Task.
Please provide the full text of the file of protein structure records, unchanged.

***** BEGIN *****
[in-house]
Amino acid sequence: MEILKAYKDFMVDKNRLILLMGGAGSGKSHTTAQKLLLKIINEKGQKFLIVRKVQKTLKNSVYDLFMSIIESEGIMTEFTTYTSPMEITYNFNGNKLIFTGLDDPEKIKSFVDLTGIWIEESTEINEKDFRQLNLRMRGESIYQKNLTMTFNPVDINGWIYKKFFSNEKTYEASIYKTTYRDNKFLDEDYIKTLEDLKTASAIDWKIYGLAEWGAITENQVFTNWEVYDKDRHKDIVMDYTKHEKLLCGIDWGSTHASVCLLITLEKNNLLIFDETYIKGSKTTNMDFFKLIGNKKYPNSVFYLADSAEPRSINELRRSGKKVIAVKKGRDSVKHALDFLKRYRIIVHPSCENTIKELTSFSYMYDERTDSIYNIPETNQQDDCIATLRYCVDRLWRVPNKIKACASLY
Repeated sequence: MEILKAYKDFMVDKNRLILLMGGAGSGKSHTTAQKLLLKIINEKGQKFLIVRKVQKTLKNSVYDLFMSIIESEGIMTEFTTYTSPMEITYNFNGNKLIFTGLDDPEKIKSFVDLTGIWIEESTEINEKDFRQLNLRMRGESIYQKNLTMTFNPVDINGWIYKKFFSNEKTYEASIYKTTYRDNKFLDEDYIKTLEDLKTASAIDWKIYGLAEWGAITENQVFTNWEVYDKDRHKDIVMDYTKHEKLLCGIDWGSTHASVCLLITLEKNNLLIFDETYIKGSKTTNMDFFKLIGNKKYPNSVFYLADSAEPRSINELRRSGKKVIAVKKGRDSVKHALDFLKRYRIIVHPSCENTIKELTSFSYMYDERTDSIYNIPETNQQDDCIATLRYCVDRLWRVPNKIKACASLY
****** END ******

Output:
[in-house]
Amino acid sequence: MEILKAYKDFMVDKNRLILLMGGAGSGKSHTTAQKLLLKIINEKGQKFLIVRKVQKTLKNSVYDLFMSIIESEGIMTEFTTYTSPMEITYNFNGNKLIFTGLDDPEKIKSFVDLTGIWIEESTEINEKDFRQLNLRMRGESIYQKNLTMTFNPVDINGWIYKKFFSNEKTYEASIYKTTYRDNKFLDEDYIKTLEDLKTASAIDWKIYGLAEWGAITENQVFTNWEVYDKDRHKDIVMDYTKHEKLLCGIDWGSTHASVCLLITLEKNNLLIFDETYIKGSKTTNMDFFKLIGNKKYPNSVFYLADSAEPRSINELRRSGKKVIAVKKGRDSVKHALDFLKRYRIIVHPSCENTIKELTSFSYMYDERTDSIYNIPETNQQDDCIATLRYCVDRLWRVPNKIKACASLY
Repeated sequence: MEILKAYKDFMVDKNRLILLMGGAGSGKSHTTAQKLLLKIINEKGQKFLIVRKVQKTLKNSVYDLFMSIIESEGIMTEFTTYTSPMEITYNFNGNKLIFTGLDDPEKIKSFVDLTGIWIEESTEINEKDFRQLNLRMRGESIYQKNLTMTFNPVDINGWIYKKFFSNEKTYEASIYKTTYRDNKFLDEDYIKTLEDLKTASAIDWKIYGLAEWGAITENQVFTNWEVYDKDRHKDIVMDYTKHEKLLCGIDWGSTHASVCLLITLEKNNLLIFDETYIKGSKTTNMDFFKLIGNKKYPNSVFYLADSAEPRSINELRRSGKKVIAVKKGRDSVKHALDFLKRYRIIVHPSCENTIKELTSFSYMYDERTDSIYNIPETNQQDDCIATLRYCVDRLWRVPNKIKACASLY